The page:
Did you know that most cybersecurity attacks against Australian businesses are not caused by the latest security vulnerabilities, but rather they rely on the same old tricks to sneak past your defences. But how do you report a scammer and stop them from destroying your business?
Hollywood would have you believe otherwise, but most cybersecurity attacks are perpetrated by “scammers” rather than “hackers”. They view small businesses as soft targets and their methods focus on both technological vulnerabilities and human frailties – using age-old confidence tricks and social engineering techniques to get their hands on your money.
Two of the most common business cybersecurity threats are cryptolocker ransomware attacks and phishing scams, both of which involve scammers tricking your staff into doing their bidding.
Scammers target unsuspecting staff throughout your organisation, which is why cybersecurity must be viewed as a business threat rather than just an IT threat, says Mike Fernando – Technical Manager with Perth-based business IT support provider TechBrain.
Small businesses aren’t doing enough to recognise that the threat landscape has changed,
“Scammers are no longer satisfied with tricking people into thinking they’ve won the lottery or found true love online, these days scammers are actively targeting small businesses with sophisticated schemes aimed at key staff.”
“Whether they’re trying to fool your people into paying a bogus invoice or simply trick them into opening an infected attachment, it’s the same basic idea – they’re aiming to strike the right person within your organisation who will unwittingly do their dirty work for them.”
Scams are getting more sophisticated
While some scammers are chasing a quick score, others embark on sophisticated multi-stage attacks such as Business Email Compromise scams.
Rather than installing ransomware, an infected email attachment might download a keystroke logger to silently steal passwords and study business behaviours. Armed with this information scammers can wait for the perfect opportunity to send a fake email, seemingly from a senior executive, asking a subordinate to transfer money to an offshore account or hand over sensitive information like customer lists.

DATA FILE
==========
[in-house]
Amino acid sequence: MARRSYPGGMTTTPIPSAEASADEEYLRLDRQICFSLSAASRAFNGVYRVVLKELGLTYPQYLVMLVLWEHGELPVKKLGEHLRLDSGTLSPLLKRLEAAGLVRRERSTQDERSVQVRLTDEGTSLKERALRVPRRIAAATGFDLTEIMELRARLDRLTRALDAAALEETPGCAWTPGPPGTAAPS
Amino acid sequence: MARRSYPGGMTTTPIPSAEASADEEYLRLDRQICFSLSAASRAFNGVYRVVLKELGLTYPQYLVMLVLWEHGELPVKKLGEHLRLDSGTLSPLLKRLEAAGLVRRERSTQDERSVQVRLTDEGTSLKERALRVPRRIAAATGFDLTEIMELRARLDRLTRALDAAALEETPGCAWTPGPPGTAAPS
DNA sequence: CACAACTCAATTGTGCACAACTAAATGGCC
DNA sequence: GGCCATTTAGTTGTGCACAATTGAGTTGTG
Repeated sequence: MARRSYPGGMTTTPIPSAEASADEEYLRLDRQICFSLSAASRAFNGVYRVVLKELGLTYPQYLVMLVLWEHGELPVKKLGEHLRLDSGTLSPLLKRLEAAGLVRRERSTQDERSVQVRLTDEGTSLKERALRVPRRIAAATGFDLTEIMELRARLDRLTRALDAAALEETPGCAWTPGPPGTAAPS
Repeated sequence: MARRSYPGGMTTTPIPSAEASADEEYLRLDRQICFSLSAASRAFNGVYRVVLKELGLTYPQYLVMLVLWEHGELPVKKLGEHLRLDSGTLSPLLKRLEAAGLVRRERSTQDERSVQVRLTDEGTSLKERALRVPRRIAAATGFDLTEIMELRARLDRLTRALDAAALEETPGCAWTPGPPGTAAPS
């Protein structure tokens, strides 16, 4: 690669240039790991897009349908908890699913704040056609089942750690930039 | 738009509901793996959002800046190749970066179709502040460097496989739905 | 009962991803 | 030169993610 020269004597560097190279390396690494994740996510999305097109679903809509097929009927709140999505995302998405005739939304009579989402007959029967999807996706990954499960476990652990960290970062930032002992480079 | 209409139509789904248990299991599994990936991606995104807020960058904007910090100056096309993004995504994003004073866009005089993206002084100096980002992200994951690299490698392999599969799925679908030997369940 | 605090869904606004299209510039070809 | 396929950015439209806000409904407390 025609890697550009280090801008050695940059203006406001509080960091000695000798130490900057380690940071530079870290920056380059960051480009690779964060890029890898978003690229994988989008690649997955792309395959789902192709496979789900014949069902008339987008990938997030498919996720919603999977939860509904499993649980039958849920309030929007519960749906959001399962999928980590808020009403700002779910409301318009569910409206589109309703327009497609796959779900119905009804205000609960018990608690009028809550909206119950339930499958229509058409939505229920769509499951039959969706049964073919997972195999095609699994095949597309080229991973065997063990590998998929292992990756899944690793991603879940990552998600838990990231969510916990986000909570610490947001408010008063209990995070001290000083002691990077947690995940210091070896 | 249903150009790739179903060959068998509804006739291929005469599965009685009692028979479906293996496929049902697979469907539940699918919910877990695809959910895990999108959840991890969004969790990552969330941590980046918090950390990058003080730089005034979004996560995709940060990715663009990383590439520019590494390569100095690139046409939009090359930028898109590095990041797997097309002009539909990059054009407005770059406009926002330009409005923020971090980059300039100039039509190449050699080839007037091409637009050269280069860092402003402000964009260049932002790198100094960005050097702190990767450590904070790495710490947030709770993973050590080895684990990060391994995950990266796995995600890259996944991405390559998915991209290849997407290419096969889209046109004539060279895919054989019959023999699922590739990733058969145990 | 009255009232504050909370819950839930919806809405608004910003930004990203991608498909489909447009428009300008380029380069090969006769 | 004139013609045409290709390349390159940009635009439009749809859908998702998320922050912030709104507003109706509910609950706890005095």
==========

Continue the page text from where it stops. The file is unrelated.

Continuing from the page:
A scammer’s patience can pay off; US toy maker Mattel handed over US$3 million to con artists earlier this year, with a Mattel finance executive believing they were following orders from the CEO. Mattel managed to get its money back, but most small business victims aren’t as fortunate.
There’s no magic bullet when it comes to business cybersecurity, TechBrain’s Fernando says. Static endpoint security software is no longer sufficient and businesses must take a layered approach, such as deploying Unified Threat Management suites which incorporate firewalls and network intrusion prevention along with gateway-level anti-virus and anti-spam.
Be careful on the cloud
If your business relies on cloud service providers, don’t assume that they’re employing all the latest security measures, for example Advanced Threat Protection does not come standard with Microsoft Office 365 hosted email.
“Security is like an onion,” Fernando says, “your trusted IT service provider can help put these layers of defence in place but you need to ask whether your security policies match your expectations of your security systems.”
“You can put a deadlock on your office door and install a monitored alarm, but these won’t thwart intruders if a fraudster can walk in and bluff their way past reception.”
Security training should instil staff with the skills to spot phishing attempts, along with the confidence to question unusual requests and verify them via other channels. Strict protocols should be in place when it comes to transferring funds, along with procedures for handling security incidents such as a virus outbreak.
Keep in mind that not all attacks come via email. Fake invoices can just as easily arrive via fax or in the post. It’s also easy to drop your guard when you receive a frantic phone call from someone with an urgent request, such as fast-tracking an unexpected money transfer before their boss realises they forgot to put through the paperwork
It’s tempting to bend the rules for someone who sounds like they’re afraid of losing their job, but are they really playing you for a fool? Sometimes a healthy sense of scepticism and determination to stick with established security protocols are your best line of defence against scammers.